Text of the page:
She hasn't had significant damage to her eyes yet, since we've kept it under control, but it's definitely our biggest problem, a hurdle we can't get over. When it flares, we go for appointments every two weeks. When it starts to get better, we can stretch it out to every four or six weeks. Last year, we thought we were over the hurdle. Every eye checkup was great, then the doctor looked in her eyes and said, "It's back."
What was that like, to hear that the progress had ended?
My stomach sank. For a parent, it's so hard to think that you're done with the battle, you're going to wean her off the medicine, you expect that things are now going to be fine, that when it isn't, your heart just sinks.
It's like the devil's attacking you and you don't even see it coming.
This child doesn't deserve anything that she has gone through. Each time that we are going well, it comes back with a vengeance.
Did you have any previous awareness of juvenile RA?
Never, and even now, when I talk about it, that's what people say: "I've never heard of it, I didn't know children can get arthritis." And they think it's like what adults get, you have an ache, soreness. It's nothing like that.
We have since learned that kids may have the RA present in their bodies for a while, but they don't present until they have an infection. Well, a few weeks previous, Bailey had a sinus infection. The day her knee started hurting her was three weeks later. We were blessed she had that infection so we could save her eyes. We were blessed that she got that infection so that she could get treated, and we were blessed to be in Birmingham because they were able to diagnose it here so early.
What are your hopes for Bailey's future?
My prayer is for her to be off her medicine. One of her medicines is chemotherapy at a low dose, and she's been on it for four years. She started it when she was two years old. I don't want her to have to be on chemo forever.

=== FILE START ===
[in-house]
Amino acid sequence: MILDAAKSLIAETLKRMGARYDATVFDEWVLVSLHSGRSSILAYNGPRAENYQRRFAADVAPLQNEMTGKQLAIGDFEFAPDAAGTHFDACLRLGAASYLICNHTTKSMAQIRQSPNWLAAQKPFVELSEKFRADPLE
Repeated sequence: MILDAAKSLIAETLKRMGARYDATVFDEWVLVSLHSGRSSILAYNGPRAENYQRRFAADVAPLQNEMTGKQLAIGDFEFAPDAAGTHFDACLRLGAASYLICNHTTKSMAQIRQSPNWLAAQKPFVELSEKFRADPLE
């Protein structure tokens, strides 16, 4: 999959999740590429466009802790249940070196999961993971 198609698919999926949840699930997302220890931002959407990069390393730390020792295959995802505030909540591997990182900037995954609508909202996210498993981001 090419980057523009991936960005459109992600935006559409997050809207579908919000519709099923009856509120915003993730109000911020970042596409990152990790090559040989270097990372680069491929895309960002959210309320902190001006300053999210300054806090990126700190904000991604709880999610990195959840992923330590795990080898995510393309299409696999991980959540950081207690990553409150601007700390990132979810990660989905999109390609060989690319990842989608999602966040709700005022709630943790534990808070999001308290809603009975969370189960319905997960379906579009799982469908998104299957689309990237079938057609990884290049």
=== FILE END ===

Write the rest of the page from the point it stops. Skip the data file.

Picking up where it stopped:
And of course, I want her body healthy and her eyes healthy. She gets frustrated and she gets angry by all of the checkups and the needles and the eyedrops.
I tell her that we have to protect her eyes. We want her to see what God has created. He created beautiful things and I want her to see them. She doesn't understand because she can see now, and doesn't understand that it could go away.
I want her leg to be better. She has pain in the back of her calf and in her arch. She has leg growth issues. The more her knee gets bent and contractured, the harder it is to straighten out. For years we thought it was a light case, but now the doctors say she may be in a different category than we thought.
We're definitely waiting for that miracle drug. Other medical causes get a lot more media attention and funding for their diseases. We need people to understand juvenile arthritis and to know what damage it does, and we need a miracle drug for these kids.
There have to be better medicines out there that can turn this demon off that is in their bodies. That's what we're waiting for.